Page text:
SOC 101 Final Study Guide
SOC 101 Final Study Guide SOC 101
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This 10 page Study Guide was uploaded by Anna Borges on Wednesday February 3, 2016. The Study Guide belongs to SOC 101 at Catholic University of America taught by Hanson, S. in Fall 2015. Since its upload, it has received 68 views. For similar materials see Introduction to Sociology in Sociology at Catholic University of America.
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Date Created: 02/03/16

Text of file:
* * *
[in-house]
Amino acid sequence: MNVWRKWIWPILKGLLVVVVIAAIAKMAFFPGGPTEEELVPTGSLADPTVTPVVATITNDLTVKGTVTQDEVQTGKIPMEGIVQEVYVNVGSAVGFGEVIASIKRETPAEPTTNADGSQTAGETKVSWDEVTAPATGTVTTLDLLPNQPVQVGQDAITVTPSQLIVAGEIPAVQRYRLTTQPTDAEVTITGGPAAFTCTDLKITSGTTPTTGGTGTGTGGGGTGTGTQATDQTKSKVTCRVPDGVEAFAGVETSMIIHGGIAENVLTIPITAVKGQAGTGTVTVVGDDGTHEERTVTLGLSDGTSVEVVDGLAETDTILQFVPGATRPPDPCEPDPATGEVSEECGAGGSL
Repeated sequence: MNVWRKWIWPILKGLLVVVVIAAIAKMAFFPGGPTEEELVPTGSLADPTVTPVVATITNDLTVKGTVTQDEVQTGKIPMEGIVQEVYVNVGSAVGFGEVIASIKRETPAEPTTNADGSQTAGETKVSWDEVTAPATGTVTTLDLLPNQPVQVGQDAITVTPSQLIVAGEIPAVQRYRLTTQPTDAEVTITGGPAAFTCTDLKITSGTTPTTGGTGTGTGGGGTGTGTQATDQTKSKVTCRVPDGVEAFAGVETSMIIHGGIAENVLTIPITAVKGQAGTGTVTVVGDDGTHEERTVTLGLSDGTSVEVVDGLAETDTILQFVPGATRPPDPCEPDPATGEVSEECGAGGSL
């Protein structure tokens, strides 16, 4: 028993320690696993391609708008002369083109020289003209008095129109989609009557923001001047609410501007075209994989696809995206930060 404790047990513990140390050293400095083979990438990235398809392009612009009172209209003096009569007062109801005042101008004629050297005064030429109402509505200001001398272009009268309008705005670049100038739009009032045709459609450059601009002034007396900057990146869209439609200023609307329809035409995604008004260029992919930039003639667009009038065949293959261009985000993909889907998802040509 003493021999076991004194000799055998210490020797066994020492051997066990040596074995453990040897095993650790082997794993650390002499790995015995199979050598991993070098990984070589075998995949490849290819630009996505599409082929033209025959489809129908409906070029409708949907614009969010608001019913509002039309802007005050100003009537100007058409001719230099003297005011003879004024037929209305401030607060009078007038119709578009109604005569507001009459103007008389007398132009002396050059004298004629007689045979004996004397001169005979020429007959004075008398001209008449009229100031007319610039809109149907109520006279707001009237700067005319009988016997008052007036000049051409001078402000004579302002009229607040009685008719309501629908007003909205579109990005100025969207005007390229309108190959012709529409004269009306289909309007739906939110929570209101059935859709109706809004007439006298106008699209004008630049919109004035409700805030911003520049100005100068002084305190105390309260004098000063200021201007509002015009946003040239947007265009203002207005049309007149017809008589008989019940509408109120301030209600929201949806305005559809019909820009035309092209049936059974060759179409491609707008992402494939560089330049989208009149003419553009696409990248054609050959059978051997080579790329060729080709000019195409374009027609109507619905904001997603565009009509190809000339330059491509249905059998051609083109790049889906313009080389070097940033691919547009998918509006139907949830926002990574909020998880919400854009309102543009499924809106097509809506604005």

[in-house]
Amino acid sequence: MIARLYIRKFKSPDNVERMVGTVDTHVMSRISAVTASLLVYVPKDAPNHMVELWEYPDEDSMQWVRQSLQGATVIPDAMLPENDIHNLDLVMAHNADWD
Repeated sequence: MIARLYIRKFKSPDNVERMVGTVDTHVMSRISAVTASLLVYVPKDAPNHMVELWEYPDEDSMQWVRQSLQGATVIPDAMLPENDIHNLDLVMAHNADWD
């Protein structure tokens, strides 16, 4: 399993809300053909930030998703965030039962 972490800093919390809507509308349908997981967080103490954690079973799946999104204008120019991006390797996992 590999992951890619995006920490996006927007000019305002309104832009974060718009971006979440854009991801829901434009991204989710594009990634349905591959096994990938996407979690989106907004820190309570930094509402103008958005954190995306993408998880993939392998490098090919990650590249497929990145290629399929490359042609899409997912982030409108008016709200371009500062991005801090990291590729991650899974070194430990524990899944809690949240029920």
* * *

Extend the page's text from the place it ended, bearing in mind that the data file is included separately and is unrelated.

Sociology Final Exam Study Guide Orientation: What is Sociology? Common sense barriers o Seeing is believing o The logic trap o Social pressures/authority Sociology study of human society and social behavior o Micro: one on one; small group o Macro: large groups, institutions, organizations Assumptions of sociological perspective o Individuals are social beings o Individuals are socially determined o Individuals create, sustain, and change the social forms which they conduct their lives 3 major orientations o Pure science Dominant view that looked at human behavior o Applied science Subjective Deals with social problems Symbolic interaction o Critical science Want to create social change Looking for improvement to society Status o Ascribed Born into Gender Race Social class o Achieved Earn it Education Career Important Sociologist o August Comte Coined the word sociology Emphasized positivism Father of sociology Functionalist o Emile Durkheim Emphasized social facts Published a book about suicide and how rates varied Egoistic suicide: people lacking social ties to social groups are more susceptible to suicide then those with strong group attachments. Altruistic suicide: the sacrificing of one’s life for the good of the group. Anomic suicide: the absence of norms or conflicting norms. The person is unaware of how they should act which leads to a high risk of suicide. o Karl Marx Developed social class Class inequality Bourgiuose o Capitalist/owners Proletoprint o Owned/working/ sold bodies o Max Weber Said that structure of society comes from: political, economic and cultural sphere Vorstehen: won’t ever truly know someone until you walk around in their skin/shoes o Theories Evolutionary Oldest Macro sociology Comte was an evolutionist Comes from Darwin’s survival of the fittest Modernization theory o Herd/hunting gathering industrialized Functionalist Comte, Darson Macro sociology Seeing society as interconnected o Family o Religion o Health o Politics We need laws and routines, without them we would have chaos and not know how to act or speak Conflict Marx Macro sociology Conflict and change When there is surplus there is inequality “society in prison” o We are constrained by the social class we are born into Symbolic Interaction Micro sociology Sociology of drama o Front stage behavior: Your following the group because you are in the group(representing them) o Backstage behavior: how you act when you’re by yourself or with your close friends and family Mead, Cooley “looking class self” society is a mirror, we can view ourselves by looking at reaction of people “Taking role of others”: play/learn our roles. Happens throughout our life. Rational choice theory o We do behavior based on reward(love, favor, positive images Methods o Conceptualization: putting data into words o Operationalization How we measure date Reliability: consistency Validity: are we measuring what we think we are Data Collection o Survey Random sample: representative of the population Population: group you are interested in Social desirability: people write what they think is best and what the survey wants Problem: not always valid o Experiment Used to understand cause and effect Experimental group vs control group Problem: somewhat artificial o Participant Observation Observes social action of others Can be an insider, act as if a member or act as an outsider Problem: cant generalize Culture and Society: Norms: rules, expectations o Folkways: manners, etiquette; not essential o Mores: rules that are essential and are strictly sanctioned o Value: things that people hold important to them o Ethnocentric: when you think your society is best o Material vs. nonmaterial culture Material: physical evidence(flags, cellphones) Nonmaterial: shared ways of doing things(language, beliefs, ideas) o Subculture vs. counterculture Subculture: one specific group that has something unique and are in agreement with the larger population, i.e. elderly Counterculture: goes against larger culture and is focused on and against the rules,etc. i.e promalition groups(against government) Culture shock personal disorientation when experiencing an unfamiliar way of life Elements of culture: o Symbols: anything that carries a particular meaning recognized by people who share a culture. o Language: the key to the world of culture; system of symbols that allows people to communicate with one another Cultural transmission: the process by which one generation passes culture to the next Nonverbal language: beware of using gestures(they mean different things in different places) Hawthorne Effect: study of productivity and how the subjects knowing they were being studied affected the outcome Sigmund Freud o Id: selfish part of our drive; biological o Ego: “mediator”; conscious mediation between the id and superego; rational o Superego: internalization of societies norms, values, morals Manifest vs. Latent o Manifest: an intended consequence of an action o Latent: an unintended consequence of an action Socialization Unique culture o Culture/ socialization is relative Kibbutz: agricultural, communal, in Israeli desert, Jewish Rotation of jobs Child centered culture o Children are aware of biological parents but everyone loves everyone else’s children o Child home is separated by age Children have high IQs, personality, confidence scores No one has more money, all equal; all based on needs o We are all the product of nature and nurture. o We develop our sense of self in interaction with other people. o Socialization starts before birth Names Decorations of nursery o Boys are not held as often as girls are Helps explain why girls have more emotional needs o Charles Cooley Used the looking glass selfmetaphor o George Mead Selfdevelopment stages Imitation: children to learn to internalize the feelings of others Play: children role play to develop ideas of gender roles and future adult roles Game: children play at structured games requiring teamwork o Albert Bandura Children observe behavior of others and the feedback they receive from it Serves as a guide for their actions o Significant Socializing Institutions The family The school Peers The media Toys TV Language Lens through which we see a culture Women use more supportive behavior and language o Title 9 Women athletes have to be treated the same as male athletes Allows girls to play on male varsity sports Gender Gender stratification: the ranking of sexes in a way where women are unequal in resources, power and opportunities Male dominance: the beliefs and placement that value men over women and that institutionalize male control of socially valued resources o Language o Interpersonal behaviors o Mass media o Religion o Law o politics Patriarchy: forms of social organization in which men are dominant over women Gender inequality is tied to other inequalities: o Race o Class o Sexuality Gender Theories: o Order perspective: Biology, history and society’s needs combine to separate men and women into distinctive gender roles o Conflict perspective: Gender roles are not neutral ways of meeting societies’ needs but are part of the larger system of power and domination Learning Gender o Children at home: Boys and girls are treated differently ever since birth o Children at play Toys play a major part in gender socialization o Children in school: Girls are shortchanged in every dimension of education Curriculum Teacherstudent interaction Sports Female role models Socialization as blaming the victim Gender Inequality in the Workplace o Women make up nearly ½ of the workforce o Women make 80 cents for every dollar a man makes o Women of color have even greater earning discrimination and are concentrated in the least paid, least status jobs o Many organizational features block women’s advancement Dual labor market Glass ceiling: almost at the top but won’t get there because it is filled by a male Less than 4% of top management positions are held by women Sponsorprotégé systems Informal interactions The Equal Pay Act of 1963 made it illegal to pay women less for doing the same work as men but it is hard to enforce this. Deviance The study of who makes the rules It is socially constructed, determined by the majority, and an integral part of all societies. There are no cultural universals. SES doesn’t determine who will commit a crime. Conflict vs. Functionalist o Conflict: everyone breaks the rules all the time o Functionalist: points out rule breakers so we are good people Theories of Deviance: o Individual Blaming: Biological: Blames mental illness or disease Assume problematic conditions in the mind or personality Sociological Anomie: why do some people break the rules and some don’t? o Merton: means and ends (goals and values): Do we have the means to achieve this? Culture of poverty o Value system that sometimes runs culture to the main stream o People with status and power determine rules Differential Association o Who you hang out with o Choose your friends wisely, you become what they are Psychological: Freud: Oedipus ego(overactive ego) Will often see abuse or a dysfunctional family o Blaming the Victim: Labeling theory: Deviant behavior that stresses the importance of the society in defining what is illegal Primary: rule breaking we all do all the time o I.e. speeding Secondary: once you get caught and labeled you forever hold that labeled o Murderer People labeled as deviants tend to become locked in a deviant behavior pattern Conflict theory All views of rule violations have political implications Punishment of deviants reflects a conservative bias Support of the deviant behavior is political Corporate and political crimes Race Race is learned Racism: o Individual: prejudice or discrimination on the part of the individual Not deeply embedded Seen as intentional o Institutional: corporations, schools, etc. and their actions Routine, continued Deeply embedded Can be intentional or unintentional Types: o Direct: School segregation o Indirect: Not established with negative impact 2 types: Side effect: prejudice/ discrimination from one condition affects another Past in present: practice with no intent but eventually become discriminatory o Laissezfaire: shift in racial attitudes(Jim Crow) More subtle: people claim to be more racially equal but do still hold stereotypes Theories: o Individual racism: Deficiency Cultural: argue group inequality arises from deficient cultural beliefs and practices Biological: argue group inferiority is the result of flawed genetic traits Bias: place the blame for inequality on the prejudiced attitudes of the dominant group o Institutional racism: Structural discrimination: argue that inequality is the result of external constraints Racial and Ethnic Minorities o Size is not crucial in determining whether a group is the most powerful o Concept of race is a social invention DNA evidence shows that humans are all one race. o Ethnicity: a social category that allows for a broader range of affiliation Based on national origin, language, religion, and culture Facts About Racism: o Black youths arrested for drug possession are 48 times more likely to wind up in prison than white youths arrested for the same crime under same circumstances o Black and Latino men are 3 times more likely than white men to be stopped by [police and have their cars searched o White men with a criminal record are more likely to be called back for a job interview than black men with no record. o Children of color are nearly 9 times more likely than economically advantaged children to be exposed to lead levels so high that they can cause severe learning disabilities and neurological disorders. o Whites and blacks with similar qualifications and experience are paid differently White doctors and white accountants earn 1/3 more than African Americans Social Stratification Theories: o Order Argue that social inequality is universal and natural Argue that inequality serves as a critical function o Conflict Oppressed often accept their deprivation as the result of false consciousness Powerful use ideology to make their value system predominant in society Class: o Rich get richer and poor get poorer o In US Upper class Middle class Lower class o Social Mobility Caste System Determines status by heredity Allows marriage to occur within one’s status group Determines occupation by heredity Social Mobility: refers to individual’s movement within the class structure of society Vertical Horizontal Intergenerational: across generations o Where you start(your parents) and where you end up Intergenerational: within generation o Where you start( your first job) and where you end up 3 factors that determine class Wealth Status Power Gini index: compares crossnational and how many people you would have to move around in occupations for it to be equal Wealth fare: o Society believes most government money goes to the poor This is not true Poverty: o Functions Creates jobs Subsidized by buying poorer quality products Guarantees the status of others Homelessness: o Places are doing everything they can to get them off the streets Privatize sidewalk Sprinklers Making benches uncomfortable or unable to sleep on